If I had a nickel for every garden cliché I’ve ever heard…

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Guest Rant by Amy Campion

Like thistles invading a garden, hackneyed phrases have seeded themselves into garden writing and need to be rooted out.

They choke out good prose and distract from the message.  What’s more, they really irk me.  If you write about gardening, I beg you to weed these expressions from your vocabulary:

Magnolia macrophylla: a Southern magnolia on—don’t say it!

“Plant x is like plant y, on steroids.”  Please, please—if nothing else—let this one go.  It hasn’t been clever in 30 years.  I know you can think of something better.

“Plant x blooms for months.  Like the Energizer bunny, it just keeps going, and going…”  *groan*  Do you still have a pager?  A VCR?  We’ll be happy to have you join us in the 21st Century when you’re ready.

“Plant x (something tall and skinny) is an exclamation point in the landscape.”  I like this expression, but it has been hijacked by so many writers that it’s becoming trite.  Use with caution.

Speaking of exclamation points, don’t pepper your writing with them.  They make it hard for me to take you seriously!  They make me feel like I am reading a 10 year-old’s diary!  Mark Twain said using exclamation points is like laughing at your own joke.  Don’t laugh at your own joke.  (Tweets, status updates, and the like are a little different.  In those contexts, exclamation points have firmly ensconced themselves.)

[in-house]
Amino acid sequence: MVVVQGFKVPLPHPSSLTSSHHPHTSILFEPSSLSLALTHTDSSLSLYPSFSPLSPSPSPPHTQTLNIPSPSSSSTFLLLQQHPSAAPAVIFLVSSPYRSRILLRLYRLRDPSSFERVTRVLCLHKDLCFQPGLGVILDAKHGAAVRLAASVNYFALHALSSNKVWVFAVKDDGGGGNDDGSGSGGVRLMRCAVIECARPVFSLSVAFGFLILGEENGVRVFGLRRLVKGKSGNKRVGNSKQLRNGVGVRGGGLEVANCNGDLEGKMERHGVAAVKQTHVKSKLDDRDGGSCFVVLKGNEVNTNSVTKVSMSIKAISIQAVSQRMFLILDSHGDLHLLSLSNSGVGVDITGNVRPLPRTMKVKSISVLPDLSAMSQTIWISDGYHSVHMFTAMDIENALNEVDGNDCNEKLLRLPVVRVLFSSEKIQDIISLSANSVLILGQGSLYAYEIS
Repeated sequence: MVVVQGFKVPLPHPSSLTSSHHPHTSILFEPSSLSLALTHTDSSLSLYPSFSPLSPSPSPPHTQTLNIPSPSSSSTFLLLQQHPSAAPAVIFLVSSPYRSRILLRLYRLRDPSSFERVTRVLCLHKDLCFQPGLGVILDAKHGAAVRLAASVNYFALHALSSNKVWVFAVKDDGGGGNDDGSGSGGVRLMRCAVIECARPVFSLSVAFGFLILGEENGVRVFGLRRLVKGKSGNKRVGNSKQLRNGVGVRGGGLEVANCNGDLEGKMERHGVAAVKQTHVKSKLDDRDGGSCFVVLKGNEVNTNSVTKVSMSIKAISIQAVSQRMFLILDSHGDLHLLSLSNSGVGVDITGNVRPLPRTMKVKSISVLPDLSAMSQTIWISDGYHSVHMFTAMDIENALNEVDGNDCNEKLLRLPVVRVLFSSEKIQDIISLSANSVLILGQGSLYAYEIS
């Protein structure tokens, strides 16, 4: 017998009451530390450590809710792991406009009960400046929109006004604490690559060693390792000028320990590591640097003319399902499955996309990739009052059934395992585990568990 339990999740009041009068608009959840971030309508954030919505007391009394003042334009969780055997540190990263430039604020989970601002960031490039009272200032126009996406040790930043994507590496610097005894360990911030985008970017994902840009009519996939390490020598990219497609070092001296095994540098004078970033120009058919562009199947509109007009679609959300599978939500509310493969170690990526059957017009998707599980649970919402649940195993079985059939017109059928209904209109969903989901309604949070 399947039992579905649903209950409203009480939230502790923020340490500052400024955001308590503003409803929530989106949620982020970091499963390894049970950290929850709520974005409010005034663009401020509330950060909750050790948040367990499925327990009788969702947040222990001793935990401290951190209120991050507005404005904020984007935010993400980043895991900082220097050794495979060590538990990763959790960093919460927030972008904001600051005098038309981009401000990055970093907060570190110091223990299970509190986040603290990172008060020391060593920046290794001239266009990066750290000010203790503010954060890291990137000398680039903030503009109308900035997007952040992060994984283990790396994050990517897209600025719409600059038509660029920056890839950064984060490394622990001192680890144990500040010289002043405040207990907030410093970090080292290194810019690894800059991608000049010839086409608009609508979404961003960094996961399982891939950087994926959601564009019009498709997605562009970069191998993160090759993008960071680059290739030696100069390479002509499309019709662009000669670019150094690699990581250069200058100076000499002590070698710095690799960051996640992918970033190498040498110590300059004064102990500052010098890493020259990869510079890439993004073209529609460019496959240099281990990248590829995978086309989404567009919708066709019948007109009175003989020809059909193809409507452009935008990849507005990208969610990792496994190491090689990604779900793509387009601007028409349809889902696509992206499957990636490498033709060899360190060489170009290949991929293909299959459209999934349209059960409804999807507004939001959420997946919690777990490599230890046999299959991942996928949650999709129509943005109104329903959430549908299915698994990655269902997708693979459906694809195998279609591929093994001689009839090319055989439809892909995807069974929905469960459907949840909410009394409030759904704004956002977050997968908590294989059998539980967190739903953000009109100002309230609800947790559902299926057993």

Unless you’re five years old, please don’t refer to deer as “Bambis”.

Silver maple gets no respect.

“Plant x is the Rodney Dangerfield of plants.”  *cringe*  If you’re going to reference stand-up from the ‘70s, at least make it Richard Pryor or George Carlin.

Let’s retire the phrase, “I’d plant x even if it never flowered.”  Show your readers that you know other ways of saying a plant has nice foliage.

Keep anthropomorphizing under control.  “Plant x resents disturbance.”  “Tolerates shade.”  “Hates wet feet.”  “Doesn’t play well with others.”  A sprinkling of such phrases is harmless, but if you begin to catch yourself referring to plants as “he” or “she”, realize that you may have a problem.

Yes, goldenrod is our friend. I heard you the first time.

And, I suppose there are always new gardeners coming along who don’t know it, but please don’t tell me again that goldenrod doesn’t cause hay fever.  Okay, okay.  I get it.

 After working 16 years at a wholesale/retail nursery near Cincinnati, Ohio, Amy Campion now avoids clichés like the plague at What Blooms When.

Posted by

Amy Campion

on April 17, 2014 at 6:15 am, in the category Guest Rants, It’s the Plants, Darling.


  1. Xris, I suppose out of all of these overused phrases, the defense of goldenrod is most deserving of staying in the vocabulary. I just find it funny how 99.9% of articles discussing goldenrod start out with this clarification. Why not start off with how much monarch butterflies and other pollinators love it? Or that you can dye with it? Or how its blooms come in late summer and fall, when most gardens need a boost?

  2. Amy, most articles start out with the clarification that goldenrod doesn’t cause hayfever because it is the most common misperception about this plant and if this isn’t addressed, no one will read further. So much of your article is just judgemental flap. You know what my pet peeve is? Writers who feels that just because they have a bit of knowledge, everyone else is required to be as informed or they don’t measure up. Such a self indulgent approach to writing for the masses. Judge that.